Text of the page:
Carl Sagan

There is no greater testament to the man than the 1000’s of people who he never met, or even knew of, who have themselves begun the epic voyage he set out on.

Saturday marked the 2nd Annual Carl Sagan day in memory of Dr. Carl Sagan who sadly left us nearly 14 years ago.

Although it isn’t is Birthday until tomorrow I thought it best I write this now before I forget. I’ll admit from the beginning that I’m a recent “Sagan-ist” my interest in science although long hadn’t exploded until the last year or so. Either way if I hadn’t sat and Read Carl’s work there’s a strong chance I would never have begun this voyage into the “greatest of mysteries.” I suppose in a way Carl has shaped everything about me, where I want to go, who I want to be and more importantly gave me an awakening that everything on Earth seems trivial, that we waste our precious few years squabbling amongst ourselves and less time appreciating the fact that we are not just star stuff but a Miracle, as he hinted at repeatedly on ‘Cosmos’  we’re mathematically a miracle.

Look back at our history, how many times have we as a species come to total annihilation, whether through natural means or the means of men, maybe after all this is why we haven’t met an intelligent species out there, maybe they succumbed to the evils we see around us. Despite Carl’s child like wonder at the universe his show carried a strong message about how we need to look after everyone, get along and more importantly work together to sail that “Cosmic ocean” of which we’ve only gone ankle deep into.

One thing I noticed when reading the essays on the Kepler site or other blog posts is how much people are grateful to Dr Sagan for igniting a passion inside of them. I suppose there is no greater testament to the man’s ability to communicate what is a quite complicated field to such a large audience than the 1000’s of people who he never met, or even knew of, who have themselves begun this epic voyage he set out on.

As I mentioned in the Sagan day post one of the best essays from the Kepler site was one by Stewart Atkinson, in it he wrote a short story about how he was “visited” by Sagan, in it he described his “epiphany” that those pin pricks of light were giant balls of gas, at first I thought of it as just symbolism but then I remembered that night in August, after fumbling for an hour I finally found the Andromeda Galaxy (M31) now until then when I watched anything through my modest scope I would hum and go “that’s nice” however seeing that blur of stars realising that those specks of lights so far away they blurred, billions upon billions of  stars like our sun, who knows how many worlds there are in there, how many life forms, maybe one is looking through their telescope and can see the blur of our own galaxy, and that light. Photons that until 100 years ago we didn’t understand leaving the stars travelling the cosmic ocean and falling into my eye over 2 million years since they set out.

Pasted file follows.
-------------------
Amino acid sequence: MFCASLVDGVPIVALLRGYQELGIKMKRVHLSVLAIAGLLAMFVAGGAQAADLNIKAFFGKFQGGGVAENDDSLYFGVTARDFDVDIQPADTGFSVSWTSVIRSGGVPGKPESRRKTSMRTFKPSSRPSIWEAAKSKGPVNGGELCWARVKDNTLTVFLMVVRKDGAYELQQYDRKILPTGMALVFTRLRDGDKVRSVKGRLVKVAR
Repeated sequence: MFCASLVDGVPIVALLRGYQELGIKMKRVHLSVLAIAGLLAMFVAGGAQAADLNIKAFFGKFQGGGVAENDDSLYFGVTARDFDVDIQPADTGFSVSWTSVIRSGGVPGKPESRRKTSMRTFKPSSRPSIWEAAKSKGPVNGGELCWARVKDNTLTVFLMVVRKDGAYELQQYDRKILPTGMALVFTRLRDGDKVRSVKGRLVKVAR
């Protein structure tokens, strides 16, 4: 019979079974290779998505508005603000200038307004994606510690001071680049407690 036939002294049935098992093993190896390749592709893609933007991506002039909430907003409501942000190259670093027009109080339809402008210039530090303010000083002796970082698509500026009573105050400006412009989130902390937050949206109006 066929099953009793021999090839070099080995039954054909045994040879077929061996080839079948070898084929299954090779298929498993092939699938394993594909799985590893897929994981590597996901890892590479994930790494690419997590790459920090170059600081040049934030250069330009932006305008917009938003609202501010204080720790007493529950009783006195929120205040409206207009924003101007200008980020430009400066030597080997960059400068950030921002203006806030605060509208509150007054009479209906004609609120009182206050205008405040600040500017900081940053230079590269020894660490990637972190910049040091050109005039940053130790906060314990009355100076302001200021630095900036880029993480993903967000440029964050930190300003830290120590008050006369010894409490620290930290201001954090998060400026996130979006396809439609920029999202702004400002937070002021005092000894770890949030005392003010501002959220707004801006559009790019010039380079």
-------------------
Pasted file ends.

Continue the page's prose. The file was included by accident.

Sagan transferred his enthusiasm and awe at our cosmos at a time when the world could be wiped out in mere minutes, his words touched those who saw and read them inspired many to become scientist, his words still echo to this day, the International space station carries his hope that humanity will overcome it’s differences for a greater good, Kepler and SETI are exploring new planets and listening out for anyone trying to contact us. Spirit and Opportunity are continuing Sagan’s dream of “sifting the sands of Mars, establishing a presence there, and fulfilling a century of dreams”

Instead of missing Carl we should be thankful that for an all to brief moment in the Cosmos he was here and as long as we continue our voyages in the Cosmic Ocean, his memory will live on.

“The Cosmos is all that is or ever was or ever will be. Our feeblest contemplations of the Cosmos stir us — there is a tingling in the spine, a catch in the voice, a faint sensation of a distant memory, as if we were falling from a great height. We know we are approaching the greatest of mysteries.”

Carl Sagan November 9, 1934 – December 20, 1996

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